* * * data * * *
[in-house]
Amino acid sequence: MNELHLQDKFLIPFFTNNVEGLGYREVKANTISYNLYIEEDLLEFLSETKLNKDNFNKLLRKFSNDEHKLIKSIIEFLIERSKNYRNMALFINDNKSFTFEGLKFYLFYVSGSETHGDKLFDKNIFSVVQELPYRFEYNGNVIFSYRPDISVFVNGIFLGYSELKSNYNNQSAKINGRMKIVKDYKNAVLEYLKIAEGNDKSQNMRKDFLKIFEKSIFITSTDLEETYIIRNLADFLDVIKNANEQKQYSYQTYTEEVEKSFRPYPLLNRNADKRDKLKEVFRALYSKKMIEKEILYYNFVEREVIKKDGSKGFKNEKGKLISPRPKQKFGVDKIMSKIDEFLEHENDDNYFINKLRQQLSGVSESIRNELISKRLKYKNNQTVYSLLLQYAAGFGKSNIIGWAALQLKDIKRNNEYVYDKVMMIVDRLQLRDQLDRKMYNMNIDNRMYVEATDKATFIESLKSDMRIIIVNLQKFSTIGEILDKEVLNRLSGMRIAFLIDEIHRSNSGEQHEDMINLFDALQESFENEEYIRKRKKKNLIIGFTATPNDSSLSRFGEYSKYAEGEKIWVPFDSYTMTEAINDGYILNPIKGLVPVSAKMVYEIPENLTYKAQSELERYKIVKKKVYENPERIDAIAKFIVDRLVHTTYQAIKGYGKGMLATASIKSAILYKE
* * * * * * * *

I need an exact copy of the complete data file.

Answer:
[in-house]
Amino acid sequence: MNELHLQDKFLIPFFTNNVEGLGYREVKANTISYNLYIEEDLLEFLSETKLNKDNFNKLLRKFSNDEHKLIKSIIEFLIERSKNYRNMALFINDNKSFTFEGLKFYLFYVSGSETHGDKLFDKNIFSVVQELPYRFEYNGNVIFSYRPDISVFVNGIFLGYSELKSNYNNQSAKINGRMKIVKDYKNAVLEYLKIAEGNDKSQNMRKDFLKIFEKSIFITSTDLEETYIIRNLADFLDVIKNANEQKQYSYQTYTEEVEKSFRPYPLLNRNADKRDKLKEVFRALYSKKMIEKEILYYNFVEREVIKKDGSKGFKNEKGKLISPRPKQKFGVDKIMSKIDEFLEHENDDNYFINKLRQQLSGVSESIRNELISKRLKYKNNQTVYSLLLQYAAGFGKSNIIGWAALQLKDIKRNNEYVYDKVMMIVDRLQLRDQLDRKMYNMNIDNRMYVEATDKATFIESLKSDMRIIIVNLQKFSTIGEILDKEVLNRLSGMRIAFLIDEIHRSNSGEQHEDMINLFDALQESFENEEYIRKRKKKNLIIGFTATPNDSSLSRFGEYSKYAEGEKIWVPFDSYTMTEAINDGYILNPIKGLVPVSAKMVYEIPENLTYKAQSELERYKIVKKKVYENPERIDAIAKFIVDRLVHTTYQAIKGYGKGMLATASIKSAILYKE